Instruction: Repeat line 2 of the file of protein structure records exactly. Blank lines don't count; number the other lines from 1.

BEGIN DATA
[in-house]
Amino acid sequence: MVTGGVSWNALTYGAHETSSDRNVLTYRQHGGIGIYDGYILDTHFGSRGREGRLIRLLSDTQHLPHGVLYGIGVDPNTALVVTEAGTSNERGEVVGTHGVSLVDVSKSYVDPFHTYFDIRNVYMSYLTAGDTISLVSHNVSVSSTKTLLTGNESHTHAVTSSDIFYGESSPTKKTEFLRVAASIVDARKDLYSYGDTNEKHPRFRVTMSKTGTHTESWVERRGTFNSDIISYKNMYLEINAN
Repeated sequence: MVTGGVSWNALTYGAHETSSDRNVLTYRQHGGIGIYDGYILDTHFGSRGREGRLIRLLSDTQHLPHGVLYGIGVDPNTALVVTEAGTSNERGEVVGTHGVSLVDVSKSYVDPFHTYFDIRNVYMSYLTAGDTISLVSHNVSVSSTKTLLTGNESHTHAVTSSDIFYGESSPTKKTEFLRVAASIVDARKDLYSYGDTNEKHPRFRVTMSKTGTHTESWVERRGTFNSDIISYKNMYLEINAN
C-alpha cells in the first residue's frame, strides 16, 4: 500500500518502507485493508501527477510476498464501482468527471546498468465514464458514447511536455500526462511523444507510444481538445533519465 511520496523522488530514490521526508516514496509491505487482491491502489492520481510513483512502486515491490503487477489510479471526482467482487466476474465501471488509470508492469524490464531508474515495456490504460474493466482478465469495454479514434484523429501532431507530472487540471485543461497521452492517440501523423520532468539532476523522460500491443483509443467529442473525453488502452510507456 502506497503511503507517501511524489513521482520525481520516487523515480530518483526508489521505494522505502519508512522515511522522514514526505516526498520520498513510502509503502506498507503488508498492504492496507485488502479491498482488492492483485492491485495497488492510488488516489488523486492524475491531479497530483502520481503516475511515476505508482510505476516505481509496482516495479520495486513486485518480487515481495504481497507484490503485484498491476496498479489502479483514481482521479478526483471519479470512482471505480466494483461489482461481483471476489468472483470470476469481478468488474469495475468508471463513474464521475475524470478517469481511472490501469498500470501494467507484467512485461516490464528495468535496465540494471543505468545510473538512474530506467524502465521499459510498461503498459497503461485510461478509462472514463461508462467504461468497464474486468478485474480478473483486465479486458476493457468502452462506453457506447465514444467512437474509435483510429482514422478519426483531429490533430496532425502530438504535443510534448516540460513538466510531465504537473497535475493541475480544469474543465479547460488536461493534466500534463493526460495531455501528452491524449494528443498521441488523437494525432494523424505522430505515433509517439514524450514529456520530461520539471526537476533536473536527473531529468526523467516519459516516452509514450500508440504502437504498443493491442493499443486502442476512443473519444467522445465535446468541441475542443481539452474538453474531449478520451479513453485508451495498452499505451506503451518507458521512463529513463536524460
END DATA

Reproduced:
Amino acid sequence: MVTGGVSWNALTYGAHETSSDRNVLTYRQHGGIGIYDGYILDTHFGSRGREGRLIRLLSDTQHLPHGVLYGIGVDPNTALVVTEAGTSNERGEVVGTHGVSLVDVSKSYVDPFHTYFDIRNVYMSYLTAGDTISLVSHNVSVSSTKTLLTGNESHTHAVTSSDIFYGESSPTKKTEFLRVAASIVDARKDLYSYGDTNEKHPRFRVTMSKTGTHTESWVERRGTFNSDIISYKNMYLEINAN